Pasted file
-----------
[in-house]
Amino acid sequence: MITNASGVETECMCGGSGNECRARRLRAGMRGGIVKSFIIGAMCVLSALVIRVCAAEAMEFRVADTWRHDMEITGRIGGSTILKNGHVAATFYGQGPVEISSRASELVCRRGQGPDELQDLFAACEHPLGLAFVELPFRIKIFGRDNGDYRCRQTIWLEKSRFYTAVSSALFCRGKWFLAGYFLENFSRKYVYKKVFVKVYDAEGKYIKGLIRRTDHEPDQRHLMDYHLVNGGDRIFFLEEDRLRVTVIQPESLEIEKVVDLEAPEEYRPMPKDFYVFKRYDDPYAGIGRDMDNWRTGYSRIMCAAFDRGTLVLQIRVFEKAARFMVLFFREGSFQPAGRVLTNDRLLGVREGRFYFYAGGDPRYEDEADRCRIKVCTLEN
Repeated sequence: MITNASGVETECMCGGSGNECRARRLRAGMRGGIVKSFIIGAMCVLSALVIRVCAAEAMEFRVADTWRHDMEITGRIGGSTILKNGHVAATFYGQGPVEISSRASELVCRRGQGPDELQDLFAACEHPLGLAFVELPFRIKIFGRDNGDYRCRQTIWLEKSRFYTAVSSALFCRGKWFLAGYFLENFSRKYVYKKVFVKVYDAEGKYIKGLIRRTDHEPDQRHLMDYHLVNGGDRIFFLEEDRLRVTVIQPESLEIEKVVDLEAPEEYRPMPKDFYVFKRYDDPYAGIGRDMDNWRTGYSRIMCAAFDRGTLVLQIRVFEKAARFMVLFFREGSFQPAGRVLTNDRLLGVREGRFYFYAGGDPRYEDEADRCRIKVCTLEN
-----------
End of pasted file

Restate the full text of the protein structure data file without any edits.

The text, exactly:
[in-house]
Amino acid sequence: MITNASGVETECMCGGSGNECRARRLRAGMRGGIVKSFIIGAMCVLSALVIRVCAAEAMEFRVADTWRHDMEITGRIGGSTILKNGHVAATFYGQGPVEISSRASELVCRRGQGPDELQDLFAACEHPLGLAFVELPFRIKIFGRDNGDYRCRQTIWLEKSRFYTAVSSALFCRGKWFLAGYFLENFSRKYVYKKVFVKVYDAEGKYIKGLIRRTDHEPDQRHLMDYHLVNGGDRIFFLEEDRLRVTVIQPESLEIEKVVDLEAPEEYRPMPKDFYVFKRYDDPYAGIGRDMDNWRTGYSRIMCAAFDRGTLVLQIRVFEKAARFMVLFFREGSFQPAGRVLTNDRLLGVREGRFYFYAGGDPRYEDEADRCRIKVCTLEN
Repeated sequence: MITNASGVETECMCGGSGNECRARRLRAGMRGGIVKSFIIGAMCVLSALVIRVCAAEAMEFRVADTWRHDMEITGRIGGSTILKNGHVAATFYGQGPVEISSRASELVCRRGQGPDELQDLFAACEHPLGLAFVELPFRIKIFGRDNGDYRCRQTIWLEKSRFYTAVSSALFCRGKWFLAGYFLENFSRKYVYKKVFVKVYDAEGKYIKGLIRRTDHEPDQRHLMDYHLVNGGDRIFFLEEDRLRVTVIQPESLEIEKVVDLEAPEEYRPMPKDFYVFKRYDDPYAGIGRDMDNWRTGYSRIMCAAFDRGTLVLQIRVFEKAARFMVLFFREGSFQPAGRVLTNDRLLGVREGRFYFYAGGDPRYEDEADRCRIKVCTLEN